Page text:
An excellent test case, and case to familiarize yourself with some of the turbulence models available in OpenFOAM is a 2D flat plate with zero pressure gradient. I will solve this problem using the solver simpleFoam and the komegaSST model.

Here are the sections of this post:

  1. Quick Overview: kω-SST (komegaSST) Boundary Conditions
  2. Case set-up and mesh
  3. Results
    • u+ vs. y+
    • Coefficient of friction
  4. Conclusions and useful resources

Download the case file here: kOmega Flat Plate Tutorial File

Quick Overview: kω-SST (komegaSST) Boundary Conditions

In this section I will describe the boundary set-up for komegaSST  where no wall functions are implemented. This requires that the y+ along the wall is less than or equal to one. For the komegaSST turbulence model the boundary conditions are as follows:

At the wall:

  • ω (omega) – specific dissipation rate
    • BC type: fixedValue
    • BC value: \omega_{wall}=10\frac{6\nu_\infty}{\beta_1\left(\Delta y_{wall}\right)^2}
  • k – turbulent kinetic energy
    • BC type: fixedValue
    • BC value: 0
  • nut – turbulent viscosity
    • BC type: fixedValue
    • BC value: 0

In the free-stream:

  • ω (omega) – specific dissipation rate
    • BC type: fixedValue
    • BC value: \frac{U_\infty}{L} < \omega_{\infty} < \frac{10 U_\infty}{L}
  • k – turbulent kinetic energy
    • BC type: fixedValue
    • BC value:\frac{10^{-5}U_\infty^2}{Re_L} < k_{\infty} < \frac{0.1U_\infty^2}{Re_L}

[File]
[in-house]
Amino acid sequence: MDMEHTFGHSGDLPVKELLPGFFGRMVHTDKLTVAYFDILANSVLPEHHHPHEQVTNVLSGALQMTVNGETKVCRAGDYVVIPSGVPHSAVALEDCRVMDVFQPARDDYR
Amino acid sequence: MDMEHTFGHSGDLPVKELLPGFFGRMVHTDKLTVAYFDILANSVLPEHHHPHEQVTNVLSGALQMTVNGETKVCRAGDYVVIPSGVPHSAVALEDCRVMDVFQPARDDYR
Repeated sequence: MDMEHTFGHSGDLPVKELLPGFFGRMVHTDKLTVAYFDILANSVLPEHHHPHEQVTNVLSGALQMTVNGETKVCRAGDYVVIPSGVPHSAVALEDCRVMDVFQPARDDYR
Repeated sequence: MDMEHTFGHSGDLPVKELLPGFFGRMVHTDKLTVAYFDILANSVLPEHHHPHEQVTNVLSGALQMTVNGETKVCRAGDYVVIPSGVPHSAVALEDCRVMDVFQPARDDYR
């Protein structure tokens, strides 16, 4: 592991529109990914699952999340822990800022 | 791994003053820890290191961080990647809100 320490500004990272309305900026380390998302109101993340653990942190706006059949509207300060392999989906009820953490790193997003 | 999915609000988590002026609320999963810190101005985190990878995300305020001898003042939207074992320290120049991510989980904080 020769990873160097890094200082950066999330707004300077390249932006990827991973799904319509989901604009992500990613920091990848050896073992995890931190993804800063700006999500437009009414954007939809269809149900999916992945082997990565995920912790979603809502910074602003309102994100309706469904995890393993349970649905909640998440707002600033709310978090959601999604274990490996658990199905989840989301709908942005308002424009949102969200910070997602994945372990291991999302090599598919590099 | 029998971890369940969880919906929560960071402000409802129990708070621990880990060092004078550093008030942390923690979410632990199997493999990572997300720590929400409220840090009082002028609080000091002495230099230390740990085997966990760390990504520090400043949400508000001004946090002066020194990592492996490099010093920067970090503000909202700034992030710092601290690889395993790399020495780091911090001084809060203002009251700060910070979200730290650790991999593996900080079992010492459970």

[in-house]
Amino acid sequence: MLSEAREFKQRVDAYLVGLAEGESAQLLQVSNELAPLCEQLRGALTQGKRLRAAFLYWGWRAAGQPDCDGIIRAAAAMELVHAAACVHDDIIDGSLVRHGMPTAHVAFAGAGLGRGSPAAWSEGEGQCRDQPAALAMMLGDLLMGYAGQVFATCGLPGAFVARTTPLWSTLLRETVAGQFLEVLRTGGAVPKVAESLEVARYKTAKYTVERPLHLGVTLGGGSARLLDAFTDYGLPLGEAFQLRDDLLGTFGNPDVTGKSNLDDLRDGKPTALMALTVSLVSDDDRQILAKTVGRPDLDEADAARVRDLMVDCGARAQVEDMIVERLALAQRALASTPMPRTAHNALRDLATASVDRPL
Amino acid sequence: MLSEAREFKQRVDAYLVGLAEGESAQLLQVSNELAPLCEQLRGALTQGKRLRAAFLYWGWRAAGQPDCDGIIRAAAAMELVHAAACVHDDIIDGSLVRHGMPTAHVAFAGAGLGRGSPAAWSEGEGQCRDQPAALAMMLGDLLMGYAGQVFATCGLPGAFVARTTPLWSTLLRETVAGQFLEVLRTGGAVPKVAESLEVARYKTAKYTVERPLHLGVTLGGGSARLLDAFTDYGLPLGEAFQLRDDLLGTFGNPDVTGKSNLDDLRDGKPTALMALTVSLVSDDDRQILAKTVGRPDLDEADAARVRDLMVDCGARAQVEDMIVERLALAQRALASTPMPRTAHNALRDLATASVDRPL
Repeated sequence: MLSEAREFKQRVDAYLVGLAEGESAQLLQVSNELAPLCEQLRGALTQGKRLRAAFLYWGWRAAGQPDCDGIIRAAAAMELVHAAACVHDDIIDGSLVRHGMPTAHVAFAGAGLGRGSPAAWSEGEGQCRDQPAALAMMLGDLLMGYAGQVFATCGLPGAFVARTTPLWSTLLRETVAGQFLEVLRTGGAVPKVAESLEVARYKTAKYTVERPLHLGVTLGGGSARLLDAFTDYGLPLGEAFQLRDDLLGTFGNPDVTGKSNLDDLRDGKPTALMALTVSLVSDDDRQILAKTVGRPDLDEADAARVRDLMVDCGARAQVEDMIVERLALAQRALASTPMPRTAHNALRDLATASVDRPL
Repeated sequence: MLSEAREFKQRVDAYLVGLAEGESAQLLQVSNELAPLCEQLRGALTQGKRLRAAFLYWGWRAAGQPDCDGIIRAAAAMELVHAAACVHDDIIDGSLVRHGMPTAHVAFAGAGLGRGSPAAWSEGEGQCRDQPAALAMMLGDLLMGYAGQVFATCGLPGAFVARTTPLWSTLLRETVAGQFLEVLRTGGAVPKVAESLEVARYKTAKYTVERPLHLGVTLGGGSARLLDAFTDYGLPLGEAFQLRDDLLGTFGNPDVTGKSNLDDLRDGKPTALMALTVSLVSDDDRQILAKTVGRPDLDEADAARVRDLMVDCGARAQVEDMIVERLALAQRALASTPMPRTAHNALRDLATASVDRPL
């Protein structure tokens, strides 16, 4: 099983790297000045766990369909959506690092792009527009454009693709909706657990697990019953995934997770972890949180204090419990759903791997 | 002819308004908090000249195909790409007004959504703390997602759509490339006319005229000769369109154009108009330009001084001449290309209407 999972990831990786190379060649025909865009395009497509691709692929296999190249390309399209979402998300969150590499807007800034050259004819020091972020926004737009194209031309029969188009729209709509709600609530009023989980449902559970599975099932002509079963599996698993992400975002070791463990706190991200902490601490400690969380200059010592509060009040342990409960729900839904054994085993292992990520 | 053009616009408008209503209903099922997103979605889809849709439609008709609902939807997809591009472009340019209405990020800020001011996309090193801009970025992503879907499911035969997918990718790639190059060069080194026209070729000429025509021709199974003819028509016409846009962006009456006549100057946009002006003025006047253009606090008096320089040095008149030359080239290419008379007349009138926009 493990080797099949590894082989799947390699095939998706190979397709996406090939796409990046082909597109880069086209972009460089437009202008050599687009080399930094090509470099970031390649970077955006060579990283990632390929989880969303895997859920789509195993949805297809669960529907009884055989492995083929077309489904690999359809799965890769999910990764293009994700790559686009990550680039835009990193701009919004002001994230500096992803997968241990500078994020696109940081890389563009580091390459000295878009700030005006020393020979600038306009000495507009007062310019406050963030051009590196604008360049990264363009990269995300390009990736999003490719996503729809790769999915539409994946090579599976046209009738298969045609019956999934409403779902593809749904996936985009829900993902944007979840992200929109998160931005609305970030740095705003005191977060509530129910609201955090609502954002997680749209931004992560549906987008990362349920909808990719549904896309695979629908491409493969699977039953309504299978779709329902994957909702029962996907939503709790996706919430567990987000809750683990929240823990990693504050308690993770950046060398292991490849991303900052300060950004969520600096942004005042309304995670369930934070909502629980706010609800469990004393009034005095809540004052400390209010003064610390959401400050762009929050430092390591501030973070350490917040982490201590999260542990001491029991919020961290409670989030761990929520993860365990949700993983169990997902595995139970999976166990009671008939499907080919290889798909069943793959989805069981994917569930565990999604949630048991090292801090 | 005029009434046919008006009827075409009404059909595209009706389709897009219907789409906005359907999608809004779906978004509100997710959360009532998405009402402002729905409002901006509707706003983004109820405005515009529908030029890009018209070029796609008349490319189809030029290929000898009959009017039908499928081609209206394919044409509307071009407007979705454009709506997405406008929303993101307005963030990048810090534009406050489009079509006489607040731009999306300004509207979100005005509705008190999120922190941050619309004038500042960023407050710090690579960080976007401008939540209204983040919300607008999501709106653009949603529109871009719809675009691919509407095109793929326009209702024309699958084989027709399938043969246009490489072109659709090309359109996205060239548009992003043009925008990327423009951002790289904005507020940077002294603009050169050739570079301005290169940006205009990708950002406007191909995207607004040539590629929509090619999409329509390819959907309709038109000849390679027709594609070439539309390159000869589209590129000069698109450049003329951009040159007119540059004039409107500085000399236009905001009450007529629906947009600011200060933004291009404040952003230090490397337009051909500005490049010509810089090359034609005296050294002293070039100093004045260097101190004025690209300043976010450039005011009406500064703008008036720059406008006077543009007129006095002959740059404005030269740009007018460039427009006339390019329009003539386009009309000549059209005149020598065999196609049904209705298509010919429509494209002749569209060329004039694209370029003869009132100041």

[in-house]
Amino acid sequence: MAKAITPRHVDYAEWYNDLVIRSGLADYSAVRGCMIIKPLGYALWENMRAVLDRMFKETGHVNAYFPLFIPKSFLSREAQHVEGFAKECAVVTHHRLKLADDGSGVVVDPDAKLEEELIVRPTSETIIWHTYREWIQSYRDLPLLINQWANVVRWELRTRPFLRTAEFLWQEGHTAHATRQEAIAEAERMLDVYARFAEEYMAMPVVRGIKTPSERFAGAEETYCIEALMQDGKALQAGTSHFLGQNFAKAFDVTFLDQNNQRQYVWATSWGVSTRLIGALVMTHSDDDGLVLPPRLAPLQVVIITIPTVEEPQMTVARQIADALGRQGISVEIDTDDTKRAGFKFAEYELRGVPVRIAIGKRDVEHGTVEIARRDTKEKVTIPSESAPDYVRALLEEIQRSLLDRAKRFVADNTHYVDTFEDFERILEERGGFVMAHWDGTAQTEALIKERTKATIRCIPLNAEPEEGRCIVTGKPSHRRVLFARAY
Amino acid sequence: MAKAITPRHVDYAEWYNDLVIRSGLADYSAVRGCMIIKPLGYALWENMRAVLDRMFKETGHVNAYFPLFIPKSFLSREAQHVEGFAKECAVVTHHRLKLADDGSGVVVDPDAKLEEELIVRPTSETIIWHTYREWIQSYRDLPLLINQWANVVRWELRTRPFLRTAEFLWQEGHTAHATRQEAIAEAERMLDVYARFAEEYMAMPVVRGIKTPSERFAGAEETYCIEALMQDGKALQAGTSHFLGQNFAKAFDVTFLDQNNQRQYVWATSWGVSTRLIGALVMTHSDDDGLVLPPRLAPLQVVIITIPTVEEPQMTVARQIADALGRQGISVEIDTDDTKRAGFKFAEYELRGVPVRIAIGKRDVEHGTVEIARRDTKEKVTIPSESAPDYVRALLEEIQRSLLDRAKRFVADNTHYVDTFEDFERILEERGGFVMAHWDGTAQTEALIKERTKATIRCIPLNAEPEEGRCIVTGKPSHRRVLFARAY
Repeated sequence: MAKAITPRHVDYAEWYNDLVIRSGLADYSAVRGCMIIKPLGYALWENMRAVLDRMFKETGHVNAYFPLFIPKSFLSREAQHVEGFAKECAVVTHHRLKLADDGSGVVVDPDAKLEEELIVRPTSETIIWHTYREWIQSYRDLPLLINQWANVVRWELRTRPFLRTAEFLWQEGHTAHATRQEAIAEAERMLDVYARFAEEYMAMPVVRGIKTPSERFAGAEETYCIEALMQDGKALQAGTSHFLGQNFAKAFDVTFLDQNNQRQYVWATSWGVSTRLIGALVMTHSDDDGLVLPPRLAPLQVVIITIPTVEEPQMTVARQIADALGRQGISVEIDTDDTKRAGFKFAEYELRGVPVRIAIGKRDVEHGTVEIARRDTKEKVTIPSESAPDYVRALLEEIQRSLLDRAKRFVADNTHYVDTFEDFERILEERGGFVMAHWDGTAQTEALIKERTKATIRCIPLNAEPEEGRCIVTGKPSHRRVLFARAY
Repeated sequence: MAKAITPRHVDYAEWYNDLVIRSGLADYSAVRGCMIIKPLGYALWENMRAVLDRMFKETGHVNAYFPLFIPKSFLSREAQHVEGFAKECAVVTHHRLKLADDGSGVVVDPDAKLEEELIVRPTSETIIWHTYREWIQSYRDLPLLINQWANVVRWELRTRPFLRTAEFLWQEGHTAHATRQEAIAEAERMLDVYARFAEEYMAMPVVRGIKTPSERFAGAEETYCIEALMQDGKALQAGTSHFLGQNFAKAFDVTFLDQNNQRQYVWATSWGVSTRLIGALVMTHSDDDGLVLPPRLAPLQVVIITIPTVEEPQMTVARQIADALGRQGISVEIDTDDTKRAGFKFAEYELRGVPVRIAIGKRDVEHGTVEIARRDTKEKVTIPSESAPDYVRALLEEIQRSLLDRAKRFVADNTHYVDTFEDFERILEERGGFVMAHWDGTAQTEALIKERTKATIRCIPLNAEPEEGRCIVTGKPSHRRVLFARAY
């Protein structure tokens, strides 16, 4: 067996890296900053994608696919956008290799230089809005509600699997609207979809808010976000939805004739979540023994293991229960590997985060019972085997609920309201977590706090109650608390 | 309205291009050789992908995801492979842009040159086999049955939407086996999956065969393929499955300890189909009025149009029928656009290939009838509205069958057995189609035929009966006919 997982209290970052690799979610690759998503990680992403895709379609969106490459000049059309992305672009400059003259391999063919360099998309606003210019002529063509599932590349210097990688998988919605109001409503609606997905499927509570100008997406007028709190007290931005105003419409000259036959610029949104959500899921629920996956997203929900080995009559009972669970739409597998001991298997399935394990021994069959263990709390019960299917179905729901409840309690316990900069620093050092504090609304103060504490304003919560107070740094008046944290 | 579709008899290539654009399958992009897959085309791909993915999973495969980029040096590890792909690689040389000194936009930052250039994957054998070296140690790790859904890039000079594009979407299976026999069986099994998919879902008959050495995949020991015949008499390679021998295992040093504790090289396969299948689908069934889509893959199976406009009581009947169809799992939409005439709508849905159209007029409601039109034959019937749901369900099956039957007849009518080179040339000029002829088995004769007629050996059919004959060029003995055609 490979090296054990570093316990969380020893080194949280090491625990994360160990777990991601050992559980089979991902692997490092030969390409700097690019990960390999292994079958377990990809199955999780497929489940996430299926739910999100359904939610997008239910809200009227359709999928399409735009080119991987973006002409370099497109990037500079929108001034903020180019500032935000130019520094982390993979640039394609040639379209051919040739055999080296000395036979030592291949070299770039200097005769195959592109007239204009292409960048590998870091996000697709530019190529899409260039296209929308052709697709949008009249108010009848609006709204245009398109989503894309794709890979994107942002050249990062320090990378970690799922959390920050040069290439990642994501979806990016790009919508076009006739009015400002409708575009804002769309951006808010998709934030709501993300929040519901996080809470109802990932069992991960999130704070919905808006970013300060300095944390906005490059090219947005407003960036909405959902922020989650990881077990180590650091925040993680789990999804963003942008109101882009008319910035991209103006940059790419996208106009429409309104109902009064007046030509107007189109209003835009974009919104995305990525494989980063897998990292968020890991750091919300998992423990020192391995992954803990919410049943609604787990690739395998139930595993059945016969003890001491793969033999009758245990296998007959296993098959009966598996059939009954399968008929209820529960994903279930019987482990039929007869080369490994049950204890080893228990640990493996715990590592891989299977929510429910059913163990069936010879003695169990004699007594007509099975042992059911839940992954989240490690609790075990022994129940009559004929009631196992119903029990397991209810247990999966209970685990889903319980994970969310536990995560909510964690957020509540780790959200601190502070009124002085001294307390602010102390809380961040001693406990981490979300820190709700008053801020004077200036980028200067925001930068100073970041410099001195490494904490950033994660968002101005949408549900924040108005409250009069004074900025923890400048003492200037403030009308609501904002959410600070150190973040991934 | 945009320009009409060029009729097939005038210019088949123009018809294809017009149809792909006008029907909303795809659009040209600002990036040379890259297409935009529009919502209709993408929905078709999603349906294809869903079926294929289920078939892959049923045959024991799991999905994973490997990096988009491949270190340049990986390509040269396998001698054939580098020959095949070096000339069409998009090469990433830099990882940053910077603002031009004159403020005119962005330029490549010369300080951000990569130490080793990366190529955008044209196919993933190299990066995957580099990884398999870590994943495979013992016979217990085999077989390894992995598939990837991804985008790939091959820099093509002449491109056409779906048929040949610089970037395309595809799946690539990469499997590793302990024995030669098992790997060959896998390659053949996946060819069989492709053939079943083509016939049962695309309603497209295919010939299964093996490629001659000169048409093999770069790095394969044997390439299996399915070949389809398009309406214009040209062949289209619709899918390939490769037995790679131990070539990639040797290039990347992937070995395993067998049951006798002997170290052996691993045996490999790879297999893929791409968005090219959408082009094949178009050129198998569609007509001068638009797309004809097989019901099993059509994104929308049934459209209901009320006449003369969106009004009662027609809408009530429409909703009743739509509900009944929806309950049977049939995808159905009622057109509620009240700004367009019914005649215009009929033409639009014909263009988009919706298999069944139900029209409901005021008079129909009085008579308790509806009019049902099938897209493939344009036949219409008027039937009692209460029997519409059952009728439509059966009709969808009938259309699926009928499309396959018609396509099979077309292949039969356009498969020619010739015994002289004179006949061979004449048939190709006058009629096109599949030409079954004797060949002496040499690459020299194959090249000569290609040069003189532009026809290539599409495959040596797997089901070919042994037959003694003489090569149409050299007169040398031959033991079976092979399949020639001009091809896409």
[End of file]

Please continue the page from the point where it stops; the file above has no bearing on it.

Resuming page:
• nut – turbulent viscosity
    • BC type: calculated
    • BC value: 0 (this is just an initial value)

where \beta_1=0.075, and \Delta y_{wall} is the normal distance from the wall to the first cell center.

Case set-up and mesh

Free-Stream Properties

For this case I have followed a similar set up to the 2D flat plate case used on the NASA turbulence modelling resource website. By doing this it gives me something to compare to! However, I am not going to use the exact set-up on that website. Since we are using simpleFoam, I am going to set up this case the way I prefer which is to use a velocity (U) of 1 m/s and scale all other properties accordingly. The simulation properties that I used are :

  • U∞=1 m/s
  • ν=4e-7 m2/s
  • L=2 m

These correspond to a Reynolds number at L=2m of 5 million .

Grid Generation

The grid used was generated in blockMesh. High inflation was used in the boundary layer region in order to achieve the desired y+ value of less than 1. For more details on grid generation using blockMesh see the OpenFOAM manual!

Grid_BoundaryTypes
Grid

Boundary Conditions